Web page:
Typically we see two recovery genres in the rooms of 12 Steps: The ‘Recovered’ Addict versus The ‘Recovering’ Addict narrative. Recovery stories are consequential for the person’s experience of recovery, since it seems that the telling and retelling of an empowered “Recovered” narrative, with its clear beginnings, turning points, and felicitous, institutionally condoned endings may well be critical for recovery to remain a stable condition in life (Shohet 2007:344-382).
Alternatively, the telling and retelling of ambiguous “always recovering” narratives, in which protagonists question received wisdom, ponder hypothetical life paths not actually pursued, and envision abstinence as both good and bad, may perpetuate a cyclical life course in which relapse recurs and permanent recovery eludes the narrator as protagonist (Shohet 2007:344-382).
In similar fashion to AA alcoholic drinking stories (Cain 1991), such narration articulates, but also facilitates, the teller’s consistent affiliation with and appropriation of institutional master narratives.
Central to the 12 Step recovery culture is the personal story of the recovered addict—“Our stories disclose in a general way what we used to be like, what happened, and what we are like now” (A.A. 2001:58). The Member’s personal story reinforces the figured world of 12 Step recovery. These narratives maintain the boundaries that structure and empower the 12 Step recovery culture. By sharing their personal stories of “what they used to be like”, members identify as addicts. Their “war stories” convey important criteria for potential members to identify and label themselves as addicts (Holland 2001:71). Furthermore…personal testimonies are significant to newcomers because the storylines of recovered addicts objectify the central cultural elements of the 12 Step world, such as the importance of attending meetings, getting a sponsor, helping other suffering addicts, doing service work for the 12 Step Group. By listening to the narratives of recovered members, newcomers learn the culture of 12 Step recovery. The newcomer learns the model of a 12 Step testimonial by listening to other members and through telling their own story, the newcomer comes to understand their own life as a member of a 12 Step program (Holland 2001:71). The 12 Step rhetorical language provides a powerful opiate that connects the newcomer to the 12-step culture and convinces them that their drinking/using/acting-out problem can be solved—resulting in behavioural transformations of newcomers (Waldram 1997:74).h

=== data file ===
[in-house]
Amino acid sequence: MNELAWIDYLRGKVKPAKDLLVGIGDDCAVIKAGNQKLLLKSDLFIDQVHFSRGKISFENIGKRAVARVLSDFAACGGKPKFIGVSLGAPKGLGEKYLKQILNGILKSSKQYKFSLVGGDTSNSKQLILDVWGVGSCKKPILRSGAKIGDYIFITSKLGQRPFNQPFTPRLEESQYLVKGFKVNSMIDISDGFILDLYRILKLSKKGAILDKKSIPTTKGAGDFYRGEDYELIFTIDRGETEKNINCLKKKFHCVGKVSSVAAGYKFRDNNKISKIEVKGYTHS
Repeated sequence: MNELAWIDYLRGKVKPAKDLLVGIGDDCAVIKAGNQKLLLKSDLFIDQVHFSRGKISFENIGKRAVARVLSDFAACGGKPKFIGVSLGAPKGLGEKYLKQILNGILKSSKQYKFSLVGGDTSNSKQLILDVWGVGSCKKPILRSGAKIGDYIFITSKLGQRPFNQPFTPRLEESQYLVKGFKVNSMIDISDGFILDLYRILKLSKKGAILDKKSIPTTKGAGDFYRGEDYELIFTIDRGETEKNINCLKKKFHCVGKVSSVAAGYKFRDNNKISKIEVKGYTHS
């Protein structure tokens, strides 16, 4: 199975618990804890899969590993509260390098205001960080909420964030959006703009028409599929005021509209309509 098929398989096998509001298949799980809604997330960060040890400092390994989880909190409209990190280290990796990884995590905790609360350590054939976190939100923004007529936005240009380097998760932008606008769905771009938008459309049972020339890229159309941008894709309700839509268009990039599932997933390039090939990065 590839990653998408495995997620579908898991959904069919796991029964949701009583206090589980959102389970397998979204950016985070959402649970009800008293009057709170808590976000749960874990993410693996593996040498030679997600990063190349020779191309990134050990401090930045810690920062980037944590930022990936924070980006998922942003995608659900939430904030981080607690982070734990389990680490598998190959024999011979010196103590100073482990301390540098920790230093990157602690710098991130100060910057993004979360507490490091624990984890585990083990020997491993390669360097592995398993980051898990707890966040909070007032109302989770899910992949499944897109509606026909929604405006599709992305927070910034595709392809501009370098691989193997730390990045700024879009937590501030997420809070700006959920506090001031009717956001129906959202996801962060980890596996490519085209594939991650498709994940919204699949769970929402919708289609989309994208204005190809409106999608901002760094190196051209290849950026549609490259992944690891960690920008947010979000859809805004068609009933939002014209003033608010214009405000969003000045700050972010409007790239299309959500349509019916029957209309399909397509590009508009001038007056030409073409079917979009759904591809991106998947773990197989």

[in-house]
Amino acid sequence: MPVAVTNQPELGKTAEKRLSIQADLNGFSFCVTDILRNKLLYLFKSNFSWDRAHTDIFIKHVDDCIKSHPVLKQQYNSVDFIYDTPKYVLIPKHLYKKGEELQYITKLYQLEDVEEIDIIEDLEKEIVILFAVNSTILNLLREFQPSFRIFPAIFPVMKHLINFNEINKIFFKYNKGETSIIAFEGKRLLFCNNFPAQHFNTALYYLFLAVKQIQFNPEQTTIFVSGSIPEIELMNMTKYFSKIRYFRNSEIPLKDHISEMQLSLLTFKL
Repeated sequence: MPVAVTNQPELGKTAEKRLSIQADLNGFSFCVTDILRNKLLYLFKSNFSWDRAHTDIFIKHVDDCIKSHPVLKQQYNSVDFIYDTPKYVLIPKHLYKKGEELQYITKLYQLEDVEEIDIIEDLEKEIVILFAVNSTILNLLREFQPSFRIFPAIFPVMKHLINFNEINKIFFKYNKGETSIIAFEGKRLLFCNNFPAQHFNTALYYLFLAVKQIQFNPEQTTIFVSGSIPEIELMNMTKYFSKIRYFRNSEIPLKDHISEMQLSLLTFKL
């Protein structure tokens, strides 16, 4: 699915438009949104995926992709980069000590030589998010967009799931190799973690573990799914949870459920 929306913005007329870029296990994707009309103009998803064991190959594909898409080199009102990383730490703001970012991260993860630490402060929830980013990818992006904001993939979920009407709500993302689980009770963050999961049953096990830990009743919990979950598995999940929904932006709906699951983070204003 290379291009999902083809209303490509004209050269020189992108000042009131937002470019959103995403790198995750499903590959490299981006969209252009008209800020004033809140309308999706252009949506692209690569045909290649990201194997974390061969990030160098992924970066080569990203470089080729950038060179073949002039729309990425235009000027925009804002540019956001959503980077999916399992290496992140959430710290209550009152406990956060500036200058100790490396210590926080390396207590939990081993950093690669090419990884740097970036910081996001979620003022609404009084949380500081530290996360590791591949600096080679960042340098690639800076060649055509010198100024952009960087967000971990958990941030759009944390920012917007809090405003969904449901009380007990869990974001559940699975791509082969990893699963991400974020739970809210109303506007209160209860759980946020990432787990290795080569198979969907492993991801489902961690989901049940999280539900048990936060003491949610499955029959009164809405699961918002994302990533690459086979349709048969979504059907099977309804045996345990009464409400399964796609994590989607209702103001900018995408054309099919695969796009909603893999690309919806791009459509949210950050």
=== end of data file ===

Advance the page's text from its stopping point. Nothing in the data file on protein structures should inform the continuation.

Alcoholics Anonymous (A.A.) 2001. Alcoholics Anonymous, 4th Edition. Alcoholics Anonymous World Services Inc. New York.
Holland, Dorothy C. 2001. Personal Stories in Alcoholics Anonymous. Identity and Agency in Cultural Worlds. Cambridge, Mass.: Harvard University Press. pp. 66-97
Waldram, J.B. 1997. Aboriginal spirituality and symbolic healing. In The Way of the Pipe: Aboriginal Spirituality and Symbolic Healing in Canadian Prisons. Canada: Broadview Press, pp. 71-98.